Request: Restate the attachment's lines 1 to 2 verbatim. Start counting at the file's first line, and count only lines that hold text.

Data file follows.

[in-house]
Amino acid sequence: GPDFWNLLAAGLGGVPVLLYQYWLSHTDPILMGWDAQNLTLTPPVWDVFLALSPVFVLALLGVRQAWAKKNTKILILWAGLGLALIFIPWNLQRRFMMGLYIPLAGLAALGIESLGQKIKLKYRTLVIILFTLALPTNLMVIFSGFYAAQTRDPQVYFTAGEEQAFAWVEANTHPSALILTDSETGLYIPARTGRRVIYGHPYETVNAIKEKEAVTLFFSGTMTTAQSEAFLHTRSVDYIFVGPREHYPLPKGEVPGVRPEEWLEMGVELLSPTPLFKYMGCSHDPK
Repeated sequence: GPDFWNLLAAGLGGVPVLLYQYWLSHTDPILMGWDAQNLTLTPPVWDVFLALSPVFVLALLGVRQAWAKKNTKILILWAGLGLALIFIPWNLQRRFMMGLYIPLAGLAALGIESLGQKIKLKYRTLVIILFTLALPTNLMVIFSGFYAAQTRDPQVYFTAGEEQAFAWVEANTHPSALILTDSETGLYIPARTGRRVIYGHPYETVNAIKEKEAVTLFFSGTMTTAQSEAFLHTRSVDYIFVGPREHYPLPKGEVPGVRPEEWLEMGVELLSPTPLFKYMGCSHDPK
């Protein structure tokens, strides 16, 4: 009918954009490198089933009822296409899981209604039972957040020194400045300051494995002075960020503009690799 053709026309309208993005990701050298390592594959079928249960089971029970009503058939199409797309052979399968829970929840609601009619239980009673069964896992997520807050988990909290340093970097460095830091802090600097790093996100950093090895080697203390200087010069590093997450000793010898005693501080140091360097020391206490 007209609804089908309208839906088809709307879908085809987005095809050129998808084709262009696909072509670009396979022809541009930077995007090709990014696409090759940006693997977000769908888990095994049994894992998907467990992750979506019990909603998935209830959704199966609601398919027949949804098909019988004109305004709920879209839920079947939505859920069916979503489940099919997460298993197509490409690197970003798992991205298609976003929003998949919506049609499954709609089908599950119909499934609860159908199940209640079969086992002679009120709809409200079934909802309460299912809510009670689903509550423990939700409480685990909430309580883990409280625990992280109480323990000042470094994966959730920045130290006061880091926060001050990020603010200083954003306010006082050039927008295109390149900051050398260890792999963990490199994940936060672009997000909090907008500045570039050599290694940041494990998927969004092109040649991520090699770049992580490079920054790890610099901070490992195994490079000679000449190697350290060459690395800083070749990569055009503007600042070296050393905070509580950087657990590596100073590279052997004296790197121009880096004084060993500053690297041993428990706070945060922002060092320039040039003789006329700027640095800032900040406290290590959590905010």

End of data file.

[in-house]
Amino acid sequence: GPDFWNLLAAGLGGVPVLLYQYWLSHTDPILMGWDAQNLTLTPPVWDVFLALSPVFVLALLGVRQAWAKKNTKILILWAGLGLALIFIPWNLQRRFMMGLYIPLAGLAALGIESLGQKIKLKYRTLVIILFTLALPTNLMVIFSGFYAAQTRDPQVYFTAGEEQAFAWVEANTHPSALILTDSETGLYIPARTGRRVIYGHPYETVNAIKEKEAVTLFFSGTMTTAQSEAFLHTRSVDYIFVGPREHYPLPKGEVPGVRPEEWLEMGVELLSPTPLFKYMGCSHDPK